News update from mathrubhumi on the Quatar crisis:
Kasargod: The expatriate community in Qatar is scrambling to find tickets to come back home following the escalating crisis in the country following the isolation of Doha. Following the crisis, the expats who booked tickets through or from other Gulf Countries are in a rush to find or buy tickets on Indian and Sri Lankan flight operators before the vacation begins on June 22.
The airlines in the Gulf countries have responded to the crisis by assuring the passengers a full refund of the ticket amount. The expats, in the meanwhile, have pointed out that the move is insufficient to tide over the crisis as the airfares have quadrupled following the crisis.
Several Malayalies who run their own businesses in the Gulf countries conduct their financial transactions out of Doha. The country is also at risk of food shortage as was signaled by the heavy rush at the hypermarkets. The food, egg, meat and milk supplies of Qatar are either from or routed through Saudi but the country hopes the transactions will have a smooth flow in the holy month of Ramzan.
Meanwhile, KMCC President SAM Basheer has asked the Malayaly community to have faith in the administrators of Qatar. High-level talks are on to diffuse the crisis and the community should abstain from interfering in the domestic affairs of the country and beware of negative propaganda in social media.
Last week, NBC’s Megyn Kelly asked Indian PM Modi if he is on Twitter
Indian digirati quickly took to social media asking Ms. Kelly to do her homework before interviewing world leaders. At last count, beloved NaMo had over 30 million followers!
With 8 million plus followers, Indian External Affairs Minister, Sushma Swaraj continues to make waves. In the past, we have blogged “NRIs wonder: How do I bring my issue to the attention of Sushma Swaraj?”
Her latest tweet is a bit Tongue-in-cheek, but may not be too far fetched.
नमो नमः, नमस्कारः Alisyn Camerota and Chris Cuomo,
Kudos to you and CNN for the highly entertaining and engaging interview of this year’s Spelling Bee champion, the 12-year-old Ananya Vinay.
The maturity you guys displayed in quizzing the young Spelling Bee champion about “a nonsense word” tweeted by the President of this great land shows class and finesse! I just don’t understand all the ruckus over your innocuous remark about Sanskrit.
In a time-honored journalistic tradition, you seem to have researched extensively on South Asians and Sanskrit before the interview. You guessed rightly, that Sanskrit happens to be the mother tongue of the 1.2 billion Indians (just as Latin is the Lingua Franca in all Latin American countries)
I feel the same way as you. Every brown-skinned American kid should be well versed in the language of the land their parents or grandparents migrated out of. After all, didn’t former President Obama speak fluent Swahili?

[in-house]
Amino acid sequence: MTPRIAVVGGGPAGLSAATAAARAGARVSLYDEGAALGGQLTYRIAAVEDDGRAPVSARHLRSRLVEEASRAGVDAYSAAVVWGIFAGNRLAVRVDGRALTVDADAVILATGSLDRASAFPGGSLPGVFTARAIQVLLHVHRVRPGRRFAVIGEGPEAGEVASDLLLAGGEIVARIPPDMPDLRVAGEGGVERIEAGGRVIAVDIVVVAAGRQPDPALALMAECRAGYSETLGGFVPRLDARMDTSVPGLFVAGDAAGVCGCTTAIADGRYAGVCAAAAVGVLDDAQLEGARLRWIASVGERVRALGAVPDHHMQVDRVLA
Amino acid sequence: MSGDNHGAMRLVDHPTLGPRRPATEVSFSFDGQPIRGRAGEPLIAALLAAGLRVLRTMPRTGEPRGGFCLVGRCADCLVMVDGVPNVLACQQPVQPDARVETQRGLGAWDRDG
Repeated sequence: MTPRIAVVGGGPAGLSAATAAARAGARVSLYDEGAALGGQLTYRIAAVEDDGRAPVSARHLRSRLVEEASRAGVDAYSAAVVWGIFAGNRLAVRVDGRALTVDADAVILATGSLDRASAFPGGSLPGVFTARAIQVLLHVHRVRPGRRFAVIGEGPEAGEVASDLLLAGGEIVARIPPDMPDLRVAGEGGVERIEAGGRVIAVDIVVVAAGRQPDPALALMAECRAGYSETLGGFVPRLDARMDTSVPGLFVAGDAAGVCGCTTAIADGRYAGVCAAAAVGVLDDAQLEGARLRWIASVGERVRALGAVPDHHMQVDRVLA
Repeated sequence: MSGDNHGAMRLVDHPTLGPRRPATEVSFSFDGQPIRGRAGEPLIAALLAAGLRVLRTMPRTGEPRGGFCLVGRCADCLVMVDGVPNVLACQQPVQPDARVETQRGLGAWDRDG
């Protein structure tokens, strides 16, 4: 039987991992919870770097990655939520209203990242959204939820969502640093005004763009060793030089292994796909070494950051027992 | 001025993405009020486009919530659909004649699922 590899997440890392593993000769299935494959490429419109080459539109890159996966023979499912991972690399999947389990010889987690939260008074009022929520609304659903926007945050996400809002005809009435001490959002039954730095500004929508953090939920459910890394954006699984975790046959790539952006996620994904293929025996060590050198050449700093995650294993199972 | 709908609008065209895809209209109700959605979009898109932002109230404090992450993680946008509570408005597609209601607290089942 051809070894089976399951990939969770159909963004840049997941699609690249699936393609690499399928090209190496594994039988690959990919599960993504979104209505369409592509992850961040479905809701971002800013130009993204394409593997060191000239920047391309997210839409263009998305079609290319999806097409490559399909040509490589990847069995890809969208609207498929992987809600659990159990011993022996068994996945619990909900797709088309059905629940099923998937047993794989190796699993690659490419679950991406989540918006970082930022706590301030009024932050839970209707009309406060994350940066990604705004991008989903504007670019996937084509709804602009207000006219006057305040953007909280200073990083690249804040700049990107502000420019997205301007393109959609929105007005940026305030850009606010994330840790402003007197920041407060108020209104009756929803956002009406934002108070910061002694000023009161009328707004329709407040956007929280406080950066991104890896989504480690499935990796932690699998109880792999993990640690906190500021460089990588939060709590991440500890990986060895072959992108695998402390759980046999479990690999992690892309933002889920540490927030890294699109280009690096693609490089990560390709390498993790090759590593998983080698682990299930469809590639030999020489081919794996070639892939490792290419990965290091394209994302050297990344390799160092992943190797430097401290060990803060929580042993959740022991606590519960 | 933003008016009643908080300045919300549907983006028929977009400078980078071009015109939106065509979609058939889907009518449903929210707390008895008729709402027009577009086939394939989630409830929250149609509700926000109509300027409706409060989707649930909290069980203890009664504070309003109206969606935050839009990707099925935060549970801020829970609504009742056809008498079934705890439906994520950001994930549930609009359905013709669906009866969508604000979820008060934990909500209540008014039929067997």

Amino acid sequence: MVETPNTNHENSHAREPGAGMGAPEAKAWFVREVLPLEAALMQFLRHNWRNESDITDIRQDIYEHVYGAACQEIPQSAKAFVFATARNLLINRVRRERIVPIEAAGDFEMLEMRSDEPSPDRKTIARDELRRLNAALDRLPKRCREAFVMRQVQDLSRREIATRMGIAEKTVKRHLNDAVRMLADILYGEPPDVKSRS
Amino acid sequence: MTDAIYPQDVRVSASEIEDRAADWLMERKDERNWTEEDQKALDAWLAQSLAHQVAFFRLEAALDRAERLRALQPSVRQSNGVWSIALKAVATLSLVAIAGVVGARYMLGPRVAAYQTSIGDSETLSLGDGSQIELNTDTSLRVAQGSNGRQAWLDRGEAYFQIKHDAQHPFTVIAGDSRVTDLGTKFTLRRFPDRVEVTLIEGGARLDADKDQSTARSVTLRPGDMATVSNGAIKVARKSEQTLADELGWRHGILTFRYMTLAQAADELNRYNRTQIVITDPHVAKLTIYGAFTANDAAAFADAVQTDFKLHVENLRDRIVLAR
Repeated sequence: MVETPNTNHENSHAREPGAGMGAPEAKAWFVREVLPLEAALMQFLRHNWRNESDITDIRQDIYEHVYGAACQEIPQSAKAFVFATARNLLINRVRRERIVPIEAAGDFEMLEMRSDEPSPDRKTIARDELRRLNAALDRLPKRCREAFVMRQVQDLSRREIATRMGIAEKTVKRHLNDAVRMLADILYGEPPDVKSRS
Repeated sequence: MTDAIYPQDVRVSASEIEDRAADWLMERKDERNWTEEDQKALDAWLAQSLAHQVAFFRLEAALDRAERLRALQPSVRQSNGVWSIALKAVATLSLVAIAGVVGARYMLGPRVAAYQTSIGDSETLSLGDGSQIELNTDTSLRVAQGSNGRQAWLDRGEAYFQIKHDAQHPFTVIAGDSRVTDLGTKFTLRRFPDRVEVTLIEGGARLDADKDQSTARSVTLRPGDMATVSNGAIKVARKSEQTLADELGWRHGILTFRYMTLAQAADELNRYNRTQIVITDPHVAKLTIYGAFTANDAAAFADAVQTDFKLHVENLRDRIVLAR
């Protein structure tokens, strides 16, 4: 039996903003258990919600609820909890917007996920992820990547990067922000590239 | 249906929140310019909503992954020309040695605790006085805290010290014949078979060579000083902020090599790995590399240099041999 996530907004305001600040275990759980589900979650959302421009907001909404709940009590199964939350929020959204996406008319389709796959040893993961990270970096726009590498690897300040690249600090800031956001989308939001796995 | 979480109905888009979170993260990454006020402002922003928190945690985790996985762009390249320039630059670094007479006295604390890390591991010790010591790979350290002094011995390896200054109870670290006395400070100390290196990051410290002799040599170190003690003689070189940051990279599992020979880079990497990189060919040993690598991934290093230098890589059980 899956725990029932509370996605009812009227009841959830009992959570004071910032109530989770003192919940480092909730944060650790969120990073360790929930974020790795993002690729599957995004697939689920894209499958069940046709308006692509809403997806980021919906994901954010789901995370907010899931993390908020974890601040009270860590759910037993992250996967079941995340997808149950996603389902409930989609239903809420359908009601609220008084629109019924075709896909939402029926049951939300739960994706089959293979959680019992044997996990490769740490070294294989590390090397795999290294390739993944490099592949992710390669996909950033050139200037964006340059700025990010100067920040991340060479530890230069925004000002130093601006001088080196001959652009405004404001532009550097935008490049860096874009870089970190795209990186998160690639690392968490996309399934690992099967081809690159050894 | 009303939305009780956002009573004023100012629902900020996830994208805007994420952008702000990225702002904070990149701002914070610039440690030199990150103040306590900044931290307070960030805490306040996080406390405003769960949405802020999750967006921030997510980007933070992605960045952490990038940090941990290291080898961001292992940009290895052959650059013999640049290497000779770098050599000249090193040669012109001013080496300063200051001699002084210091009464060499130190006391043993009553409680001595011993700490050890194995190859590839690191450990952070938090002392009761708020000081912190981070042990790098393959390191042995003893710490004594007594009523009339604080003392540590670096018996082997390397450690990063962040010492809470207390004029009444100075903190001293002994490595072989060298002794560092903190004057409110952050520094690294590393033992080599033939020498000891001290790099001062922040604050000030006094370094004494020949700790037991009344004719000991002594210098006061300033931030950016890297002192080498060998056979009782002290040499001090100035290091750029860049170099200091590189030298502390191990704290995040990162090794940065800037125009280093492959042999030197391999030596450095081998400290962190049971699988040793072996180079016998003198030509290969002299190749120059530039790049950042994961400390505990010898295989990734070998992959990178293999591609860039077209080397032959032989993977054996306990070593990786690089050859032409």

In your googling you must have come across this little-known fact: Indian babies don’t cry. Rather the first word they utter after slipping out of their mother’s womb is the rhythmic chanting of Om (or Auṃ in Sanskrit: ॐ). I remember my grandmother singing Sanskrit lullabies to me and my cousins while growing up in the old country; I am sure Ananya’s grandma did so too.
I am glad you are brushing up on your Sanskrit before you interview the Indian-American Fab Five members of the Congress. A few words of Sanskrit with a Namaste is sure to break the ice when you happen to bump into Niki Haley or Bobby Jindal.
‘Punardarśanāya’ from an Anon-Desi | From Little India, El Camino Real; where all the women are strong, all the men are good looking, and all the children are above average spelling Bee contestants.
Here is a recent query from an online forum. The questioner adds
“I have no plans to work, or claim welfare of any kind. Simply buy a property and spend my days relaxing, shopping and so on.”
Our editor responds: Merely the intent to move to the US will not get you a visa. However, since you are a multi-millionaire, and have a million dollars to invest, you may be eligible for certain categories of immigrant visas. As a high-net-worth individual/entrepreneur, you qualify for several types of visas. You could apply for the following:
- E-2 Treaty Investor (nonimmigrant visa) – According to the USCIS, one is eligible for an E-2 visa if you invest a substantial amount of money in a new or existing U.S. business. This is applicable for individuals from countries that have a treaty of commerce with the United States. This visa isn’t an immigrant visa, so it has an initial period of stay of 2 years. You can extend the visa in two-year increments.
- EB-5 Immigrant Investor Program (immigrant visa and green card) – Check out the detailed Q&A: What is Eb5 visa? EB5 is a popular program that some wealthy Chinese and Indians have been availing. After your attorney files the green card application, one should be prepared to do an interview and wait about six months before being granted the Visa
Q&A: What would be the impact under Indian laws for Indians, either residents or non-residents, getting citizenship in other countries?